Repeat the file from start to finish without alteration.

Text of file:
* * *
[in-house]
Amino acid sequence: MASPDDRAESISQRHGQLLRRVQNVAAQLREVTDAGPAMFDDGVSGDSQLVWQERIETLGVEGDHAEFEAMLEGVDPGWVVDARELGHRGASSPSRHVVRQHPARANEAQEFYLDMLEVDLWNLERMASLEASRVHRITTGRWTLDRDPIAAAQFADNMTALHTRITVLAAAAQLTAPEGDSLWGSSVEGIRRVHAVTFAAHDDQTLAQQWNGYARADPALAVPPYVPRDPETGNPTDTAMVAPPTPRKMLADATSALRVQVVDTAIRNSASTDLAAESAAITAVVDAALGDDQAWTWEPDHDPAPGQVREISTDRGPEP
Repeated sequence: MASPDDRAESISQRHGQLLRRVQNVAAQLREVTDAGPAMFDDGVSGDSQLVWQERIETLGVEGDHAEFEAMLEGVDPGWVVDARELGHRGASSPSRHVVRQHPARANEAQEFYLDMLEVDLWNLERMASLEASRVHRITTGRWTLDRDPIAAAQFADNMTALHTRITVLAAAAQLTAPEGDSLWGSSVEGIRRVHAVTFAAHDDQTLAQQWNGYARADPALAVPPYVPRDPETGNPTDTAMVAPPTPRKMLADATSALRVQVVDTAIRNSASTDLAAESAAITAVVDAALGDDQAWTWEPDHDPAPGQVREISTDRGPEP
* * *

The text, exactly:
[in-house]
Amino acid sequence: MASPDDRAESISQRHGQLLRRVQNVAAQLREVTDAGPAMFDDGVSGDSQLVWQERIETLGVEGDHAEFEAMLEGVDPGWVVDARELGHRGASSPSRHVVRQHPARANEAQEFYLDMLEVDLWNLERMASLEASRVHRITTGRWTLDRDPIAAAQFADNMTALHTRITVLAAAAQLTAPEGDSLWGSSVEGIRRVHAVTFAAHDDQTLAQQWNGYARADPALAVPPYVPRDPETGNPTDTAMVAPPTPRKMLADATSALRVQVVDTAIRNSASTDLAAESAAITAVVDAALGDDQAWTWEPDHDPAPGQVREISTDRGPEP
Repeated sequence: MASPDDRAESISQRHGQLLRRVQNVAAQLREVTDAGPAMFDDGVSGDSQLVWQERIETLGVEGDHAEFEAMLEGVDPGWVVDARELGHRGASSPSRHVVRQHPARANEAQEFYLDMLEVDLWNLERMASLEASRVHRITTGRWTLDRDPIAAAQFADNMTALHTRITVLAAAAQLTAPEGDSLWGSSVEGIRRVHAVTFAAHDDQTLAQQWNGYARADPALAVPPYVPRDPETGNPTDTAMVAPPTPRKMLADATSALRVQVVDTAIRNSASTDLAAESAAITAVVDAALGDDQAWTWEPDHDPAPGQVREISTDRGPEP